| Feb 12, 2015
In Bomi County, Liberia, there’s a movement afoot to educate women on the dangers of delivering babies in the home.
Clinical supervisors from Medical Teams International are making inroads in convincing women that, with anti-Ebola measures keeping the disease at bay, it has become safer for women to give birth at medical facilities.
Support from MTI’s donors, like you, has made that possible. The lives of thousands, like Sawho Johnson and her two children, were improved — possibly saved — because you joined the team.
Sawho gave birth to twins at an MTI-supervised facility after her mother-in-law, a traditional midwife, was convinced by an MTI clinical supervisor that it was safe to do so.
Fatu Gebeh, from left, and Sawho Johnson hold the twins Sawho birthed at a medical clinic.
That wasn’t so easy.
Following the outbreak of Ebola, many of Liberia’s certified midwives and doctors began dying from the disease, a result of poor sanitation practices at hospitals and clinics. This led to fears circulating about the risks associated with coming into contact with pregnant women who may have Ebola. Many women were turned away from clinics during the height of the Ebola epidemic. Some died giving birth on the streets.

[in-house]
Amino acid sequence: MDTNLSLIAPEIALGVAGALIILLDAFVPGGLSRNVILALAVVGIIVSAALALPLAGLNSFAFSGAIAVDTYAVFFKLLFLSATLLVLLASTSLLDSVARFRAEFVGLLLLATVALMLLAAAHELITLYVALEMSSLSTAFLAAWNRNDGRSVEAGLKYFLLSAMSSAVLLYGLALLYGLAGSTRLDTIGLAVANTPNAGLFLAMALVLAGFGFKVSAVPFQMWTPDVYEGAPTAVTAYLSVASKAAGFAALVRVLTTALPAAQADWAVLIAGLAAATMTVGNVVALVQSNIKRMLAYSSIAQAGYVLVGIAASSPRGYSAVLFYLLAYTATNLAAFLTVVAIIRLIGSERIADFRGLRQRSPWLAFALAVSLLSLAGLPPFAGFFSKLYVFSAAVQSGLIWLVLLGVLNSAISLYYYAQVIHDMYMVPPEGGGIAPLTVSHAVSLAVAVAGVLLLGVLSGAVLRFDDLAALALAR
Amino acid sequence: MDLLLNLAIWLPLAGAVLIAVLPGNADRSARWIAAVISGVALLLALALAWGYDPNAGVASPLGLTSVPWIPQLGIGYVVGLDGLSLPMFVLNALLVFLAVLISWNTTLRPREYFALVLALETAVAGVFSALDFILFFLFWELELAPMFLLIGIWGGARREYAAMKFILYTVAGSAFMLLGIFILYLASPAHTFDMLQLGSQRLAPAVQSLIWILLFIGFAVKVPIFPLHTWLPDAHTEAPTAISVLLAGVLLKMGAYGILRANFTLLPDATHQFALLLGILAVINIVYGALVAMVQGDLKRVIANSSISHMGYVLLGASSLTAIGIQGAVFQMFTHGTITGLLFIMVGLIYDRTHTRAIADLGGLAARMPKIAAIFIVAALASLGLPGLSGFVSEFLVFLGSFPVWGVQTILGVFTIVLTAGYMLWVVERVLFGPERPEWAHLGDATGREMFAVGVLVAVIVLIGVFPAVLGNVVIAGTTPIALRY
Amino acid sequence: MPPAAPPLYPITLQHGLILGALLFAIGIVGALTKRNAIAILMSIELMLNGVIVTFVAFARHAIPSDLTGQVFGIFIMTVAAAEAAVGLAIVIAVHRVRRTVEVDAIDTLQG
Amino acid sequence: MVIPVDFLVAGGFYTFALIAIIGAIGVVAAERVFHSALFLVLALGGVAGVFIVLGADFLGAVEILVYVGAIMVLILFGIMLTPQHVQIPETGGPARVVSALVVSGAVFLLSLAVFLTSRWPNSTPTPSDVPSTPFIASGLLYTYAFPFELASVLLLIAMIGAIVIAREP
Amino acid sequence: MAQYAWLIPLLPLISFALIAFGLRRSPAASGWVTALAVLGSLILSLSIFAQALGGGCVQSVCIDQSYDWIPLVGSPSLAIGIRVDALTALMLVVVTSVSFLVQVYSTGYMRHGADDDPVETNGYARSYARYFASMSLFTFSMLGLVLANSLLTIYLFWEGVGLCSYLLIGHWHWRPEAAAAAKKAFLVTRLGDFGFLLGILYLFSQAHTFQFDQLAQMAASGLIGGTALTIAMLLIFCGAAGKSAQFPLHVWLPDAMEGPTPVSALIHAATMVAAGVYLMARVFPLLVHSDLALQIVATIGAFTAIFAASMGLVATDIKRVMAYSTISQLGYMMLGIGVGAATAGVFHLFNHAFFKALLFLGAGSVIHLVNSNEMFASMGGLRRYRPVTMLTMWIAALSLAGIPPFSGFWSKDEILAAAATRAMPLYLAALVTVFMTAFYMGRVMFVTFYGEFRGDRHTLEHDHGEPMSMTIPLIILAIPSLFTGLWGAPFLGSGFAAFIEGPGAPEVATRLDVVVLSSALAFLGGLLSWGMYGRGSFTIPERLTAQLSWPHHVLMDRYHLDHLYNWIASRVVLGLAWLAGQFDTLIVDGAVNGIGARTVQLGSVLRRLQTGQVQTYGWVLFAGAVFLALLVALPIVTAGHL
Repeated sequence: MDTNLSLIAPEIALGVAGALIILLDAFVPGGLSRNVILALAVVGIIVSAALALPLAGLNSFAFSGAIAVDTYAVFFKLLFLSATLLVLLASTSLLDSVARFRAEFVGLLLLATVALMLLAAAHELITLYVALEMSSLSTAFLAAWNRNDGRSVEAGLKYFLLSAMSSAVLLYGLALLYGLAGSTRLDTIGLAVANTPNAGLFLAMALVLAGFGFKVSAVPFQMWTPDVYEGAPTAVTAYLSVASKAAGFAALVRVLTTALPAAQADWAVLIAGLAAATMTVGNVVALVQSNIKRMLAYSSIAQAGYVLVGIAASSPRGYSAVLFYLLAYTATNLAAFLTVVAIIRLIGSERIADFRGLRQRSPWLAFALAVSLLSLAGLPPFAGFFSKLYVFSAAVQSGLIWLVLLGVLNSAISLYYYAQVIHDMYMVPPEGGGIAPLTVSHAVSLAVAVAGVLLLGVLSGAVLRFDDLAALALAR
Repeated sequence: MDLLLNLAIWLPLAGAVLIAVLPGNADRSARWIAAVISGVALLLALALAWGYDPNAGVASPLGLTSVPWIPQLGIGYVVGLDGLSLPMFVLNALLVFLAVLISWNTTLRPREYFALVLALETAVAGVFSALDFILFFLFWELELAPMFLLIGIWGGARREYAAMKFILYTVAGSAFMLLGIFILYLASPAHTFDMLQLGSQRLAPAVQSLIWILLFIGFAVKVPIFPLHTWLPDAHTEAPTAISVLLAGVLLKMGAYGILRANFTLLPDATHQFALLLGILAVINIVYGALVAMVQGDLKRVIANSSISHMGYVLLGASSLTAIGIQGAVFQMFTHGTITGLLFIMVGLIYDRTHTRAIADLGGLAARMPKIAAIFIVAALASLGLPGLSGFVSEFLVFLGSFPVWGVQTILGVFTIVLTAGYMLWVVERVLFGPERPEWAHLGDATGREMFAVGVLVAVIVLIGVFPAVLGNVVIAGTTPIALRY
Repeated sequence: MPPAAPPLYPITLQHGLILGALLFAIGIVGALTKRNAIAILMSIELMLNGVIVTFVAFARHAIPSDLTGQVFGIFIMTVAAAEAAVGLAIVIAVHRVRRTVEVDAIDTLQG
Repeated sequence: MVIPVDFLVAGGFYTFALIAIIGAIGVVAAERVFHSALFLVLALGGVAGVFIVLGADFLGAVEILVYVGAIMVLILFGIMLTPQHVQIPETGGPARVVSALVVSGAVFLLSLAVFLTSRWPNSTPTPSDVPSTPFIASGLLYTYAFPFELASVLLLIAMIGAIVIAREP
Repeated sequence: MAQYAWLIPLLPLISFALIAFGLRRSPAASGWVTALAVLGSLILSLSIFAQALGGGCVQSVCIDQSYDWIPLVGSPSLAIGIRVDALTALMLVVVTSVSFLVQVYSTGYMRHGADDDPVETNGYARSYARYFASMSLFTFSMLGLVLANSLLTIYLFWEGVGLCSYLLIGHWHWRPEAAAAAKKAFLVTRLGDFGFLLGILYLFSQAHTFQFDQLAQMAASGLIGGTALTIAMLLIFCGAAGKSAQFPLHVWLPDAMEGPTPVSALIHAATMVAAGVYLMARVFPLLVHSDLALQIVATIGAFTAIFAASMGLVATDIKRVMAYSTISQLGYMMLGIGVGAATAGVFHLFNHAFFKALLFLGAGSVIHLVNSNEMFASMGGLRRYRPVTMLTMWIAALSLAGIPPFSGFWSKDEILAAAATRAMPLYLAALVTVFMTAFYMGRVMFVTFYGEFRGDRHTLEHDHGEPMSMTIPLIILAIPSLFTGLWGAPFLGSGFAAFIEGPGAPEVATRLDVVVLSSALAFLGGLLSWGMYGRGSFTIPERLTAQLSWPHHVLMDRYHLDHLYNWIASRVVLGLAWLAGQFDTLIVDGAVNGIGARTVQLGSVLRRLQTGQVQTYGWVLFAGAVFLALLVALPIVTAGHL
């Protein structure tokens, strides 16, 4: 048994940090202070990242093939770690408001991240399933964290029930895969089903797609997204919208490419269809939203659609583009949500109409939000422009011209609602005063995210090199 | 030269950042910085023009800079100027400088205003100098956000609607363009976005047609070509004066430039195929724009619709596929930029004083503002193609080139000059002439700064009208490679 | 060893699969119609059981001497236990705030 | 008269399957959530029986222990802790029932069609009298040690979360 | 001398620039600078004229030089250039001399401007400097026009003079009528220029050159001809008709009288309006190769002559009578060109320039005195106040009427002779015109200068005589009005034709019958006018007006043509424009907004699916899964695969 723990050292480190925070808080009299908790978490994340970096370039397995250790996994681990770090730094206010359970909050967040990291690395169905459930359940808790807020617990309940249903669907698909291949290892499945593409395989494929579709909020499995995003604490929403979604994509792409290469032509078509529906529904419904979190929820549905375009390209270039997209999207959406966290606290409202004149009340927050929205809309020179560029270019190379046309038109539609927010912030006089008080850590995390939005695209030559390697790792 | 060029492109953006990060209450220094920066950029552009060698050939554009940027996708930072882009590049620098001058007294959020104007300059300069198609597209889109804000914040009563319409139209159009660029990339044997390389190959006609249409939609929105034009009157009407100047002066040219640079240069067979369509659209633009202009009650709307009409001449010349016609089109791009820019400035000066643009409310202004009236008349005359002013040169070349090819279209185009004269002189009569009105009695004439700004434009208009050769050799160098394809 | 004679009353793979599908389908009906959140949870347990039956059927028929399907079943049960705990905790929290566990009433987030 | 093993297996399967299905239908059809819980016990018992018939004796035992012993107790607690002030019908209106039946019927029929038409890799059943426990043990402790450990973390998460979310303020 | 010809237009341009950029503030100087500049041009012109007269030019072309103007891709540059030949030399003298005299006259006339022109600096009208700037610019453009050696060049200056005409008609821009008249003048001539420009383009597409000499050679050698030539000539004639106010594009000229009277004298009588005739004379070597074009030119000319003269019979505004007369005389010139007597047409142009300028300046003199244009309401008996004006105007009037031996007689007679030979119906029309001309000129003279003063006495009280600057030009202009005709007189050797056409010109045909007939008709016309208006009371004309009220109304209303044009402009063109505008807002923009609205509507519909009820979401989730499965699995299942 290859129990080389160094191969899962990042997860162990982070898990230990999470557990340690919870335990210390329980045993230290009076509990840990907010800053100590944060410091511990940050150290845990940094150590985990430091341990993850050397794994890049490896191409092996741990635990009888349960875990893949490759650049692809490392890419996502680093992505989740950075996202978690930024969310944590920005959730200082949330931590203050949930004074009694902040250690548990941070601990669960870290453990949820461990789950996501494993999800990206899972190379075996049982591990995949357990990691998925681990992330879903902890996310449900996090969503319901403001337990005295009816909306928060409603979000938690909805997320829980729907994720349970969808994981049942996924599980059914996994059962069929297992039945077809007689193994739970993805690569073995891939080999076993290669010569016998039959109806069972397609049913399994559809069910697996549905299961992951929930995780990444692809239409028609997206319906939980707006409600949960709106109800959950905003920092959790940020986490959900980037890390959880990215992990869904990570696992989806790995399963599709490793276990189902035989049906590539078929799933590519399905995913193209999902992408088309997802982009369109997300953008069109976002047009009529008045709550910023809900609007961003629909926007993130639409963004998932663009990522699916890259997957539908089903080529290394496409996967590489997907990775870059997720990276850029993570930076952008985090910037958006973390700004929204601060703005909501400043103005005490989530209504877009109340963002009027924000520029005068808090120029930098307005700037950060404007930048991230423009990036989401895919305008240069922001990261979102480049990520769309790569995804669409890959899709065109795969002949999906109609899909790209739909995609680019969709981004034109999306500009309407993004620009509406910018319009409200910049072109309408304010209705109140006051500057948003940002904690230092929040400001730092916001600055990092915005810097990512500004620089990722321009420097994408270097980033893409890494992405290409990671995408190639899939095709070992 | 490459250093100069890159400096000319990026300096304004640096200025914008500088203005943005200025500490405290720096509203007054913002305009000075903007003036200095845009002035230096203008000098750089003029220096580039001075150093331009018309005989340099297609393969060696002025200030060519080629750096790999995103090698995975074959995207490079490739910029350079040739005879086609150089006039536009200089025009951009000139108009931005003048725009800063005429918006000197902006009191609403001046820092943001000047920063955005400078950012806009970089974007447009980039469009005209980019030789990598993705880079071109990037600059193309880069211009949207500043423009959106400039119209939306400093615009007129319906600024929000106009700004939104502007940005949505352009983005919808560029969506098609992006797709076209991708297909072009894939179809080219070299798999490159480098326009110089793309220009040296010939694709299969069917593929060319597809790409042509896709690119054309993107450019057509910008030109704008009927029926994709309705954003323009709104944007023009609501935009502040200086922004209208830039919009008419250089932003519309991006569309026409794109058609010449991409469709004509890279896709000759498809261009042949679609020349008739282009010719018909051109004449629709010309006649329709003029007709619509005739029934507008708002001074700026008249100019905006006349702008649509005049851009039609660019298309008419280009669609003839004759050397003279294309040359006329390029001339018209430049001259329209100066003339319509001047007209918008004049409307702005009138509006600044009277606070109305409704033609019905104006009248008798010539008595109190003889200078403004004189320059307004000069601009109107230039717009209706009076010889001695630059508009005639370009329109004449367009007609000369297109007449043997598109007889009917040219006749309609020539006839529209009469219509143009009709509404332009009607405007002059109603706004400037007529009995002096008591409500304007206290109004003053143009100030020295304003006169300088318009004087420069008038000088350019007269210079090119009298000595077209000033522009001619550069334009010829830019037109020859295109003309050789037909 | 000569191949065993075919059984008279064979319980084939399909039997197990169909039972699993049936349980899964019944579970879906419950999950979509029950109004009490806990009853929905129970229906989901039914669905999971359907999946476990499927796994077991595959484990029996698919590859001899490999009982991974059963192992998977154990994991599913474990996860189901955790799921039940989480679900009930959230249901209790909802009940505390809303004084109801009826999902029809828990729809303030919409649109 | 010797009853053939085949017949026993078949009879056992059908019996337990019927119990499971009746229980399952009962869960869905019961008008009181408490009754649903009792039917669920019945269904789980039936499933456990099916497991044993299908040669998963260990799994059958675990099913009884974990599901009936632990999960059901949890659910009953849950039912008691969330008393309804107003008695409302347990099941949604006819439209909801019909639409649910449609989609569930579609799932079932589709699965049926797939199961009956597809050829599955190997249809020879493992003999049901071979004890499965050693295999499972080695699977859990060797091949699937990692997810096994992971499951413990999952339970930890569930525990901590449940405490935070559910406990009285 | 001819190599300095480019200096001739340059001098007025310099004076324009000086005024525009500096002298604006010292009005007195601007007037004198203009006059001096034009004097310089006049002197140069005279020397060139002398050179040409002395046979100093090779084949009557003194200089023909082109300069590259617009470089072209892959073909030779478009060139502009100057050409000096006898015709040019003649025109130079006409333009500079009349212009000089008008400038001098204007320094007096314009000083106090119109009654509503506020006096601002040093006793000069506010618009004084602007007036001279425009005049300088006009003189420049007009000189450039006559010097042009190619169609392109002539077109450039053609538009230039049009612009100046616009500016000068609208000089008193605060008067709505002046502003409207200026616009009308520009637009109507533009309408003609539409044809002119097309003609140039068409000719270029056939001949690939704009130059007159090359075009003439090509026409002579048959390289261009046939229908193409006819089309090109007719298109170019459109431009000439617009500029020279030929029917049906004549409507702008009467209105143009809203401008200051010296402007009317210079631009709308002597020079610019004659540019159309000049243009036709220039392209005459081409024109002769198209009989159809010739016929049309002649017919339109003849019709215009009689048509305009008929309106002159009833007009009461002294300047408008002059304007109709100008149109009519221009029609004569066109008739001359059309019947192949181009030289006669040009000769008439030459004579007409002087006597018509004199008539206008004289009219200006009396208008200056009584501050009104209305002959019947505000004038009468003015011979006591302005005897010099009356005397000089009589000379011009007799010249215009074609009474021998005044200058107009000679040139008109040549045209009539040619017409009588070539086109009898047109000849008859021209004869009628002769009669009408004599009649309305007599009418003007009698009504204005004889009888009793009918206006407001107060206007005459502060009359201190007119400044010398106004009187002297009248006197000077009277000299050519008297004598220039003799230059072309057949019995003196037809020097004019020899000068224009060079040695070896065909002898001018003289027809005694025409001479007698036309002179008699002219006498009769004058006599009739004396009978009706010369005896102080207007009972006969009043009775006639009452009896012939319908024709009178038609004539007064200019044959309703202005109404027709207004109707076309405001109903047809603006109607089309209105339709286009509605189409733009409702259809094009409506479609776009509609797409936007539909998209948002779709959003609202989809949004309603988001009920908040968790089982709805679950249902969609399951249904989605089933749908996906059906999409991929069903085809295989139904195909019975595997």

Because there was a lack of trust between traditional midwives, certified midwives and other health practitioners, it was difficult for pregnant women, especially ones from rural villages, to receive regular maternity treatment. A number of traditional midwives turned to home births as an alternative, something Liberia’s Ministry of Health warned against prior to the Ebola outbreak.
One of those traditional midwives was Sawho’s mother-in-law, Fatu Gebeh.
“I consider it a shame that I live in a village that allows women to give birth in public without medical help,” Fatu said. “I won’t listen to any health worker because they want our population to reduce. That’s why they are allowing women to give birth in public without aid so they may die in child birth.”
That credibility gap between health workers and the public, borne of the Ebola epidemic, needed to be filled. And that’s where MTI and your generous donations have played a significant role.
MTI clinical supervisor Oscar Dolo has been working on an awareness campaign to convince traditional midwives that there are dangers associated with home deliveries.
In Fatu’s case, it worked. The traditional midwife took Sawho to a clinic, where she gave birth to her twins — Fatu and Hawa Johnson.
Your blessings and gifts are making a difference around the globe, among the world’s most vulnerable citizens. Through education programs and medical training in Liberia, we can make a difference and end the suffering.